Necrotizing fasciitis is characterized by a bacterial infection affecting specifically the muscle fascia and subcutaneous fat. Necrotizing skin and soft tissue infections in general tend to affect these tissues overlying muscle tissue, as they have relatively poor blood supply in comparison and are therefore less accessible to the host immune response.
Cases of necrotizing fasciitis can be categorized as polymicrobial, involving multiple bacterial species, or monomicrobial, involving only one.
Polymicroboial necrotizing fasciitis is commonly characterized as being caused by a combination of anaerobic bacteria (Bacteroides, Clostridium, Peptostreptococcus) in combination with gram negative Enterobacteriaceae (E coli, Proteus, Klebsiella, Enterobacter). Obligate aerobes (eg., Pseudomonas) are rarely isolated in polymicrobial necrotizing fasciitis.
Monomicrobial necrotizing fasciitis is most commonly caused by group A Streptococcus (Streptococcus pyogenes) followed by Staph aureus. Compared to polymicrobial necrotizing fasciitis, monomicrobial cases tend to be seen in younger patients often with no comorbidities. These cases may result from hematogenous translocation of group A strep from the throat to a site of blunt trauma or muscle strain.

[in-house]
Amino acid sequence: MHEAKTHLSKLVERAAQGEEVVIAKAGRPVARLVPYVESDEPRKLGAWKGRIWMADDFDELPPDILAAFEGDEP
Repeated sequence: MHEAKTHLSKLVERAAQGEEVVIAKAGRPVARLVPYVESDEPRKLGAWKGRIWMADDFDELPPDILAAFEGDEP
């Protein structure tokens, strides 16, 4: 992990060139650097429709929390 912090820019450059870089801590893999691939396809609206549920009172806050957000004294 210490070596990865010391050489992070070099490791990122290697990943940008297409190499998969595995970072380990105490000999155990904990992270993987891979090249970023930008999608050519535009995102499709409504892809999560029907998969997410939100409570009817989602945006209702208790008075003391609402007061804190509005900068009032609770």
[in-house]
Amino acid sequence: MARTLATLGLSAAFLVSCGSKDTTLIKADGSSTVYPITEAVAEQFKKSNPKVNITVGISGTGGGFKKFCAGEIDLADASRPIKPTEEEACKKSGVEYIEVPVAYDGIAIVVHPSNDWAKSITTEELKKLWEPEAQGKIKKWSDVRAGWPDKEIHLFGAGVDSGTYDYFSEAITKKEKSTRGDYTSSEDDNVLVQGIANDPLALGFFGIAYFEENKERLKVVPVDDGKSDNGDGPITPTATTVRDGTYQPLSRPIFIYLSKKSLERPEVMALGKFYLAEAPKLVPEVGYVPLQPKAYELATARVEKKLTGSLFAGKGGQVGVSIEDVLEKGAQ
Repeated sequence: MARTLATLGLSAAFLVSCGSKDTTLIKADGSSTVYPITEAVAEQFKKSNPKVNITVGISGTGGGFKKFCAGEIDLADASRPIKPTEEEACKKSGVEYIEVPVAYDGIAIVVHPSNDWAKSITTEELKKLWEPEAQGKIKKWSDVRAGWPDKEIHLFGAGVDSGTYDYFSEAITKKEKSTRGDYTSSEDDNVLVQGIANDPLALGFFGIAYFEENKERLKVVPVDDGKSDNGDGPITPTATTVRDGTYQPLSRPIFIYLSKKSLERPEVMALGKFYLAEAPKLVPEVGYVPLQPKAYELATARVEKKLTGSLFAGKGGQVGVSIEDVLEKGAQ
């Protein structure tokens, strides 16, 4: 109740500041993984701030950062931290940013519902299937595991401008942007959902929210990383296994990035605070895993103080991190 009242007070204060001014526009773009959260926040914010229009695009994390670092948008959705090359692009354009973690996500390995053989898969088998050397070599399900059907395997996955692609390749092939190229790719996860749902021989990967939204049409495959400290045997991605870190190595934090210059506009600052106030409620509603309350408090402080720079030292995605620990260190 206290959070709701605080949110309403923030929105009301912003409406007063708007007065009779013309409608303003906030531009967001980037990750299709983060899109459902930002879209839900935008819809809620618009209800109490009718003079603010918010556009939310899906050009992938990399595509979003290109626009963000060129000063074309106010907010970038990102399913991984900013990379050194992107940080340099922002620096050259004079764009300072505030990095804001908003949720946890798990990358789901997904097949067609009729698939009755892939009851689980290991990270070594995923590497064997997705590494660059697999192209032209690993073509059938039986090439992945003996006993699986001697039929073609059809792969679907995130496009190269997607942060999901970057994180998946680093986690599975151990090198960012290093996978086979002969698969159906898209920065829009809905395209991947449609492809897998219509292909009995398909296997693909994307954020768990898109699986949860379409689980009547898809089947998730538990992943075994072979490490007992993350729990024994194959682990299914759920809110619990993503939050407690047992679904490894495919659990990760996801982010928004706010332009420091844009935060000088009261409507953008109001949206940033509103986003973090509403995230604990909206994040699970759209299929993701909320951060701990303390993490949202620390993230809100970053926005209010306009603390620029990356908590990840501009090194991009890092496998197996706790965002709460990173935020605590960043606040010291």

One of the hallmark characteristics of necrotizing fasciitis is edema that extends beyond the erythematous edges of an erythematous rash. This is because the infection tends to spread within a fascial plane (ie., within the same layer) more rapidly than towards the superficial skin. For the same reason, skin findings may not be obvious until well into the disease course.
Crepitus in the context of necrotizing fasciitis is a result of gas released by certain bacteria within the soft tissue. It can be appreciated on exam as a creaking or crackling sensation when the soft tissue is pressed firmly.
Many patients with necrotizing fasciitis may present with pain out of proportion to exam findings. In other words, while the cutaneous manifestations may appear mild, the patient is experiencing excruciating pain. This is due to the fact that the disease process tends to affect and spread along the deeper tissues, and therefore superficial findings may not be evident until well into the disease process. Note that as the disease progresses further, anesthesia over the affected area may develop, as small blood vessels thrombose and superficial nerves are destroyed.
As the disease progresses, the pain out of proportion seen on exam may progress to anesthesia of the affected area. This is a result of thrombosis of small blood vessels and destruction of superficial nerves.
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